Thornley says he has also used some of the money to improve the business, including updating the store’s selection of used and rare books to attract more customers and reorganizing the interior of the bookstore to make it more friendly for browsing.
“We’ve opened up the space considerably and made it a bit less claustrophobic ... We opened up the mezzanine so we can have events up there,” says Thornley. He’s already starting to host more events, including poetry readings and book launches.
Thornley says he plans to buy advertising for his store, but the publicity from the GoFundMe campaign has helped raise awareness and helped boost Westsider’s sales by nearly 25% in the few months since the campaign met its goal. Thornley has saved some of the money too, to ensure Westsider won’t fall behind on its rent again anytime soon.
Thornley found out about the crowdfunding effort the day after it launched, when a customer asked him about the campaign, and whether Thornley was serious about keeping the store open for good if $50,000 could be raised. When he told her he was serious, the customer — a local writer and philanthropist named Sally Klingenstein Martell — chipped in a whopping $10,000 to get the effort off the ground.
Thornley calls Martell’s generous donation “the catalyst for everyone else donating.”
“I live in the neighborhood and hated the thought that we might lose a beloved book store,” Martell wrote in an email to CNBC Make It. “I had a hunch that a large donation would give the GoFundMe campaign the legitimacy it needed to encourage others to participate.”
Thornley was actually out of town when the GoFundMe campaign crossed the $50,000 mark, so he says he missed the initial “maelstrom”-like celebration in the store with employees and customers. But, less than two weeks after first announcing that the store would have to close, Westsider hosted a celebratory party with food and drinks to toast all of the donors who made the store’s survival possible, including Panza and Martell.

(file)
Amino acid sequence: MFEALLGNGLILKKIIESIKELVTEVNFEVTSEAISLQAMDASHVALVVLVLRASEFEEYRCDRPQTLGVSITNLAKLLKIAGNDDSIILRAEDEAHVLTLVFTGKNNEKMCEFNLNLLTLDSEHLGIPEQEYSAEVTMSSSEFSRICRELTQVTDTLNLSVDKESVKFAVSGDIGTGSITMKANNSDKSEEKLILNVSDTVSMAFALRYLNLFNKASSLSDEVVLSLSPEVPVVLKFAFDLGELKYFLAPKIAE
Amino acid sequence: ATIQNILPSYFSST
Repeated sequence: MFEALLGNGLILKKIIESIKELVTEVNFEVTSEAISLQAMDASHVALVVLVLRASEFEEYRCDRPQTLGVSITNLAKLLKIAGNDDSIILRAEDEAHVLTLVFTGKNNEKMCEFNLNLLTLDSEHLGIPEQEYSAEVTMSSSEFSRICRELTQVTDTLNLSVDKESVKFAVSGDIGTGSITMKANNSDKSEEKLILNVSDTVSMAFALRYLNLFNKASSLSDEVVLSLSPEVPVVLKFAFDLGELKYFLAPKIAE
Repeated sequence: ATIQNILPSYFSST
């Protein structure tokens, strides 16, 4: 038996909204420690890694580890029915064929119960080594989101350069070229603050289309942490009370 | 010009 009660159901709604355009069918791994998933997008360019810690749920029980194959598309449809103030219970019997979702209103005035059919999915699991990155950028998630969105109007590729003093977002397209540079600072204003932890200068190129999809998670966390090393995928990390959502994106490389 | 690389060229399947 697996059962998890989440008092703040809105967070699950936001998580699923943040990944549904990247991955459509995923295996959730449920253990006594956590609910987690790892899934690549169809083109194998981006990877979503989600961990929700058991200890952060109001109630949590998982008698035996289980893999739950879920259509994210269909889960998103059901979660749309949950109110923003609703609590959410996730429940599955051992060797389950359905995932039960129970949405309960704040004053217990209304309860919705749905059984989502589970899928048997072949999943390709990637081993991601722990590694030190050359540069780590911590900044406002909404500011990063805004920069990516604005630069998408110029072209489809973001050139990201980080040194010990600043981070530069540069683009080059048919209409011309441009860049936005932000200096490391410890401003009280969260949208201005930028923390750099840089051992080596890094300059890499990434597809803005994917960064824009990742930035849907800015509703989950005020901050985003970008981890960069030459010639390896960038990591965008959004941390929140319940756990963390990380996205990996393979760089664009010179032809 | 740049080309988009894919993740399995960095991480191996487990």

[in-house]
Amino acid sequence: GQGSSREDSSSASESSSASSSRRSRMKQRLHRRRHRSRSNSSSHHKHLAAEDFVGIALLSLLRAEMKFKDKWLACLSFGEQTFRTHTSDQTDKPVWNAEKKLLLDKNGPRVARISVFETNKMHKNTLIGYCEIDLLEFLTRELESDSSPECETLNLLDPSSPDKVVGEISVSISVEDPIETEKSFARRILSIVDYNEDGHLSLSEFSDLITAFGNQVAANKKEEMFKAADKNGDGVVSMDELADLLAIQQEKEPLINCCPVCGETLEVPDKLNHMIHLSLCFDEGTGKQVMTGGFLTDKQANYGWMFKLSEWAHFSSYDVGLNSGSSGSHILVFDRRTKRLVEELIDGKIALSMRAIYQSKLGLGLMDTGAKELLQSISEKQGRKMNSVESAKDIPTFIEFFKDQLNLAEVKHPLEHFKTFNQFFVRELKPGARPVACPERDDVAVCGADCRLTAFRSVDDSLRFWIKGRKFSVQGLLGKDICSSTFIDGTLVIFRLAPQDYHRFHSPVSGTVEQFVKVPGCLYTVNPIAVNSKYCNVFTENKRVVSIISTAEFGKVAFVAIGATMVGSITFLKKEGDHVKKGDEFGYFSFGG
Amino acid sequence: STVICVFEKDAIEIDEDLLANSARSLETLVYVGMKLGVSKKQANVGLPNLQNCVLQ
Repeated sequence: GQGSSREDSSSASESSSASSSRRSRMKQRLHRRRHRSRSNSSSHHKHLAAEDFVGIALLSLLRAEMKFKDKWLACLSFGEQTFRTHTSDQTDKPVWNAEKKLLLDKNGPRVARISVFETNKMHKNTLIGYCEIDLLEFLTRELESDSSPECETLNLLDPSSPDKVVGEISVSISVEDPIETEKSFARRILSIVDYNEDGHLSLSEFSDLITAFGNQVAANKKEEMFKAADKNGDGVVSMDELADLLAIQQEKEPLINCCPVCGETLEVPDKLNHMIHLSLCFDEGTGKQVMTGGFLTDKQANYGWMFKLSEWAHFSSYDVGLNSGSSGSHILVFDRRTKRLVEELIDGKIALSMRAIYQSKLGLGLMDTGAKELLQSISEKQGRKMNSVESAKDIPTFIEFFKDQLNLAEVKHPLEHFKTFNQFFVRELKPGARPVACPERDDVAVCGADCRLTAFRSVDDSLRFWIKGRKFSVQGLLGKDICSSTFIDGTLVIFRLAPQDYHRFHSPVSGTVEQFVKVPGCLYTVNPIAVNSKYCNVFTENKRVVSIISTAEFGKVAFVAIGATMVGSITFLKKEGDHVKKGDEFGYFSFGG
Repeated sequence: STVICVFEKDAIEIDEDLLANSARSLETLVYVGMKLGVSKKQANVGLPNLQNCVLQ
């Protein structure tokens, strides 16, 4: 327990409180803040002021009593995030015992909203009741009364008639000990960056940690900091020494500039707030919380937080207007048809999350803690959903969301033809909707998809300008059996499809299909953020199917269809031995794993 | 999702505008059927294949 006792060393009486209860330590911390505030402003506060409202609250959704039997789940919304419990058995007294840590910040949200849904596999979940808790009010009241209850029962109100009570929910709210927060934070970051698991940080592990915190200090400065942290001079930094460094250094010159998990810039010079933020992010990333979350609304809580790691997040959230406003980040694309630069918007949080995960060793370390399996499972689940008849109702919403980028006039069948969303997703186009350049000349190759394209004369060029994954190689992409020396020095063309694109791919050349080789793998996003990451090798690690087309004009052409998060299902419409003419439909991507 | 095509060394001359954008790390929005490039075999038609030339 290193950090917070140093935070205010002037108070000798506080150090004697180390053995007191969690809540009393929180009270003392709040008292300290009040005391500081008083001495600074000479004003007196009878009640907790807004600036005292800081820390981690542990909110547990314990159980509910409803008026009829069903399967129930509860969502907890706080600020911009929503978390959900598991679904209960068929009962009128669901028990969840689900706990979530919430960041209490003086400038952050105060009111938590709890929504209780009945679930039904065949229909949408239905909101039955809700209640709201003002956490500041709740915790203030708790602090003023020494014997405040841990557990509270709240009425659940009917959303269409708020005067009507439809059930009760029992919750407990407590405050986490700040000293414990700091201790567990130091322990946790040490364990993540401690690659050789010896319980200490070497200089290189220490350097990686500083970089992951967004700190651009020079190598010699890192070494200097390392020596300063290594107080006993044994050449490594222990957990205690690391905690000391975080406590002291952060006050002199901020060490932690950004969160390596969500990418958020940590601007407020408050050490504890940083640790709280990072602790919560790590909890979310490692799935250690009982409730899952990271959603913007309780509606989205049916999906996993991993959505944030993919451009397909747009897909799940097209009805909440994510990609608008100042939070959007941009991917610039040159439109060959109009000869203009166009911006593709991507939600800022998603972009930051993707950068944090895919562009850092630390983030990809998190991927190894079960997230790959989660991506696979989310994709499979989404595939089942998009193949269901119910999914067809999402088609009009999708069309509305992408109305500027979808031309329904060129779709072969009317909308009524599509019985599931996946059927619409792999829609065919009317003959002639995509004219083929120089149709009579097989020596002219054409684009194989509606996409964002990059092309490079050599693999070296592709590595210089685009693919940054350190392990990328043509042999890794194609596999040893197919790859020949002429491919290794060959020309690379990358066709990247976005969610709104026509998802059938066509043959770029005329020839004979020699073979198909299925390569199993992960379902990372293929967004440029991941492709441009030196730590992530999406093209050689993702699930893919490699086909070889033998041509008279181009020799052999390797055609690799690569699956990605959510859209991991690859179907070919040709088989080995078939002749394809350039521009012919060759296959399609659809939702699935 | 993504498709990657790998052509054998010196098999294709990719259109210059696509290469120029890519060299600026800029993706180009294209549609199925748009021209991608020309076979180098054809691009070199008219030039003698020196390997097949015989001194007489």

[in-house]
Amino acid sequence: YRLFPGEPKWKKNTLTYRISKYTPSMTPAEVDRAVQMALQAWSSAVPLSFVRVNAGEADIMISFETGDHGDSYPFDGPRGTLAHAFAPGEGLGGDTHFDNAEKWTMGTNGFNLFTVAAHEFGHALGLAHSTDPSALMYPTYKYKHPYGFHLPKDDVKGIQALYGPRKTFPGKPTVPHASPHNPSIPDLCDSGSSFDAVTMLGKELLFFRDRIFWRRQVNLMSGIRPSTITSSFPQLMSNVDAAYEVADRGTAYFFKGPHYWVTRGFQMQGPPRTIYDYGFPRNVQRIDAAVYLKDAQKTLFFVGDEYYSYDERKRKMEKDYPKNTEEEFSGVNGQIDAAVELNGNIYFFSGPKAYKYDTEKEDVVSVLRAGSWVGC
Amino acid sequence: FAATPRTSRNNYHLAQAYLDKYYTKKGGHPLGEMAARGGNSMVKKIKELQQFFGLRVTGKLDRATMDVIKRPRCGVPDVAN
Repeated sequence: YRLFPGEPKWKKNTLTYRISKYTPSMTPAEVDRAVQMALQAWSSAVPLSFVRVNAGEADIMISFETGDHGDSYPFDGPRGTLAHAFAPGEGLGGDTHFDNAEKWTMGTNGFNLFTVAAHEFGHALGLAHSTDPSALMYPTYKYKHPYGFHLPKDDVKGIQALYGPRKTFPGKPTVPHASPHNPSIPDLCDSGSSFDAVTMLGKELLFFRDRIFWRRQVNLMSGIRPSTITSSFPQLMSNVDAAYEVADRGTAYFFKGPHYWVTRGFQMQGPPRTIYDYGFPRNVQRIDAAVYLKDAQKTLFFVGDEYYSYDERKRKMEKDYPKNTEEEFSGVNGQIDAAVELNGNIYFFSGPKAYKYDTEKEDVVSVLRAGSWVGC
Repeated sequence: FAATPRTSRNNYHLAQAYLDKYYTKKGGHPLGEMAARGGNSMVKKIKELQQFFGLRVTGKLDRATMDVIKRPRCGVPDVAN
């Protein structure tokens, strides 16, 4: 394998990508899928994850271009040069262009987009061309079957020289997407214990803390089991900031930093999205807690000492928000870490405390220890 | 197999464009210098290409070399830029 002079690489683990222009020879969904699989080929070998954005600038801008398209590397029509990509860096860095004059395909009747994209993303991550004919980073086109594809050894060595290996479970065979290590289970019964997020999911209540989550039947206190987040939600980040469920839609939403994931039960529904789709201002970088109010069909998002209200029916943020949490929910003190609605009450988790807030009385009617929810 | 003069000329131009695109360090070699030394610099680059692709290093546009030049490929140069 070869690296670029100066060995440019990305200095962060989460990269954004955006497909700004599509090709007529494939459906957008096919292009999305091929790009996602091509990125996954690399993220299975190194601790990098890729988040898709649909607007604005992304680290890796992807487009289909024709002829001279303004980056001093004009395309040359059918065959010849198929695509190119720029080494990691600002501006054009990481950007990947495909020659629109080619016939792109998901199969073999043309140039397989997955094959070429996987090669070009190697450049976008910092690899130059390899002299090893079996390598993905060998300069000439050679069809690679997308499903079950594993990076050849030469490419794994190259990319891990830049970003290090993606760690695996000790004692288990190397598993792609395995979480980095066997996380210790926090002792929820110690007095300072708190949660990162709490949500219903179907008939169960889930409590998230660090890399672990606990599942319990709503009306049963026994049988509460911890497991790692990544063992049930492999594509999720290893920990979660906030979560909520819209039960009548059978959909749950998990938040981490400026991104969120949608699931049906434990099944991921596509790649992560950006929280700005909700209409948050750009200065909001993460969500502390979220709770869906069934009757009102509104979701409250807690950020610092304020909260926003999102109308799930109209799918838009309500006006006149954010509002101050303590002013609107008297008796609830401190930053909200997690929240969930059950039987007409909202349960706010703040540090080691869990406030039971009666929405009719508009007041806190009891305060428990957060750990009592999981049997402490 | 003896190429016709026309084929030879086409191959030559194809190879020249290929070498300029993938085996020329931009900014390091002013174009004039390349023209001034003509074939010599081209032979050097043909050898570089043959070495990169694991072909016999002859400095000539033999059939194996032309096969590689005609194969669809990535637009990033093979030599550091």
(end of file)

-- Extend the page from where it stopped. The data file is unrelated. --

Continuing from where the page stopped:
In trying to explain the outpouring of support, Thornley says it is likely due, in part, to the fact that the bookstore has been a part of the neighborhood for so many years. In fact, prior to owning the bookstore Thornley worked there starting in the mid-90s, when the store was called Gryphon Books. The space itself has housed a bookstore for more than three decades. Thornley bought it with a partner in 2002, along with a used record store on the same block. (Thornley says the record store’s business has remained relatively solid.)
He believes residents were reluctant to see it disappear at a time when so many other small, independent businesses have faded away in New York City, leaving countless vacant shops where neighborhood standbys once stood.
“You’ve got all of these empty storefronts and people just aren’t happy about it; they’re angry about it,” Thornley says.
Whether the cash infusion will be enough to permanently save the business remains to be seen. But now that Westsider has avoided the worst, Thornley is trying to make that happen, and the store has a new lease on life.
“We’re still here, we’re doing well. The store’s loaded with books,” Thornley says. “We’re in good shape.”